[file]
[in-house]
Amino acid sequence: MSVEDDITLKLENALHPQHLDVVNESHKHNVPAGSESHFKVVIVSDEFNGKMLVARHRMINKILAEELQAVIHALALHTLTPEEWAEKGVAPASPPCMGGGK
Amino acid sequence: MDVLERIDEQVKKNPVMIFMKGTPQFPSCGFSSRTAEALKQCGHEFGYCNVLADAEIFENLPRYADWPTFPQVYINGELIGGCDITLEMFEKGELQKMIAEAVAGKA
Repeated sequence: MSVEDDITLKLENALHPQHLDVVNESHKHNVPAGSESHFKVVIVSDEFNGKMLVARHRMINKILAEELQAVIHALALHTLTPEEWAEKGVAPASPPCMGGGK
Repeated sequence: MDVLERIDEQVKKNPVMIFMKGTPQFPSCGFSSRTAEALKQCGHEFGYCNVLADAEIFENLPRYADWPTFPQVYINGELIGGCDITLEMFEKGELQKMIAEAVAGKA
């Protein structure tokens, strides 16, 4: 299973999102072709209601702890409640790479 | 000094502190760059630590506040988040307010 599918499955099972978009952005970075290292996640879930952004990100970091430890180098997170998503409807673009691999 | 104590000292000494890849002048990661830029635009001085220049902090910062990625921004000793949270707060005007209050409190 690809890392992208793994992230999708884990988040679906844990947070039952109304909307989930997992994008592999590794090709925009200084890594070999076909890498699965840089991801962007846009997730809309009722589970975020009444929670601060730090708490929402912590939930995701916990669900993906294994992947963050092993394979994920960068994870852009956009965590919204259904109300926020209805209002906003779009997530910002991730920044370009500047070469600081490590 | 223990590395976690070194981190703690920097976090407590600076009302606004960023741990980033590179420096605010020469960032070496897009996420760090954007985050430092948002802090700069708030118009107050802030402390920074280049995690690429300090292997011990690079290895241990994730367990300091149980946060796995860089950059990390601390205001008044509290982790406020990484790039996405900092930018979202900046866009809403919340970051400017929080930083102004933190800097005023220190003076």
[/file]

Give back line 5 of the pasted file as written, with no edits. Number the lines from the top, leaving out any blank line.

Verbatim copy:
Repeated sequence: MDVLERIDEQVKKNPVMIFMKGTPQFPSCGFSSRTAEALKQCGHEFGYCNVLADAEIFENLPRYADWPTFPQVYINGELIGGCDITLEMFEKGELQKMIAEAVAGKA